An Exposure-Based Cognitive–Behavioral Therapy for Youth with Severe Irritability: Feasibility and Preliminary Efficacy

Reut Naim*, Kelly Dombek, Ramaris E. German, Simone P. Haller, Katharina Kircanski, Melissa A. Brotman

*Corresponding author for this work

Research output: Contribution to journalArticlepeer-review

3 Scopus citations

Abstract

Objective: Clinically impairing irritability and temper outbursts are among the most common psychiatric problems in youth and present transdiagnostically; however, few mechanistically informed treatments have been developed. Here, we test the acceptability, feasibility, and preliminary efficacy of a novel exposure-based treatment with integrated parent management skills for youth with severe irritability using a randomized between-subjects multiple baseline design. Method: N = 41 patients (Age, Mean (SD) = 11.23 years (1.85), 62.5% male, 77.5% white) characterized by severe and impairing temper outbursts and irritability were randomized to different baseline observation durations (2, 4, or 6 weeks) prior to active treatment; 40 participants completed the 12 session treatment of exposure-based cognitive–behavioral therapy for irritability with integrated parent management skills. Masked clinician ratings were acquired throughout baseline and treatment phases, as well as 3- and 6-months post-treatment. To examine acceptability and feasibility, drop-out rates and adverse events were examined. Primary clinical outcome measures included clinician-administered measures of irritability severity and improvement. Secondary clinical outcome measures included multi-informant measures of irritability, depression, anxiety, and attention-deficit/hyperactivity disorder symptoms. Results: No patients dropped out once treatment began, and no adverse events were reported. Irritability symptoms improved during the active phase of treatment across all measurements (all βs > –0.04, ps <.011, Cohen’s d range: –0.33 to –0.98). Treatment gains were maintained at follow-up (all βs(39)< –0.001, ps >.400). Sixty-five percent of patients were considered significantly improved or recovered post-treatment based on the primary clinician-rated outcome measure. Conclusions: Results support acceptability, feasibility, and preliminary efficacy of this novel treatment for youth with severe irritability. Limitations and future directions are also discussed.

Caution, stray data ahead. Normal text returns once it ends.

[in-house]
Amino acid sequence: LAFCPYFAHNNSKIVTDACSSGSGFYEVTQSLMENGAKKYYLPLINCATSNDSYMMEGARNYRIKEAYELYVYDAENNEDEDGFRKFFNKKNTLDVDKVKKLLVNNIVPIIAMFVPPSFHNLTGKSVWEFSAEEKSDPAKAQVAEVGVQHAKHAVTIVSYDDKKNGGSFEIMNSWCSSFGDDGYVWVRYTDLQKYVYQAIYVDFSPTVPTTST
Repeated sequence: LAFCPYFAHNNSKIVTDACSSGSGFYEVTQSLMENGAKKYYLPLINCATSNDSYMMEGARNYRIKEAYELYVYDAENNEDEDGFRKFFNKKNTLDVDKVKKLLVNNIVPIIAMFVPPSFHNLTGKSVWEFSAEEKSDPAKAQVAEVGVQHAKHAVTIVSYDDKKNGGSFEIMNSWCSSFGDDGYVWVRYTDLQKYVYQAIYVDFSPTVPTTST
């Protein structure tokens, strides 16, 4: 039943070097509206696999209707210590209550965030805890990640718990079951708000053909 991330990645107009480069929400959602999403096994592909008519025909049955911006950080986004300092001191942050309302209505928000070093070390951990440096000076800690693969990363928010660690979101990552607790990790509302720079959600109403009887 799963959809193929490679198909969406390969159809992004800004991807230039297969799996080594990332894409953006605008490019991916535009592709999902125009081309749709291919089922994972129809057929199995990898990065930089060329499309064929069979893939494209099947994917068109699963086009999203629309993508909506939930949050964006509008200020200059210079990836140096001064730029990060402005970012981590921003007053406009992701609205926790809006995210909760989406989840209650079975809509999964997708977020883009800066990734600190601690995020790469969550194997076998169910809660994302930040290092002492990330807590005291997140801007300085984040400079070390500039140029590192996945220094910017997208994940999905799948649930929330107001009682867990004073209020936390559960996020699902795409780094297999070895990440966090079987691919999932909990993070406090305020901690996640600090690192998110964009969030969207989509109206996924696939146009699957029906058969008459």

Original languageEnglish
Pages (from-to)260-276
Number of pages17
JournalJournal of Clinical Child and Adolescent Psychology
Volume53
Issue number2
DOIs
StatePublished - 2024

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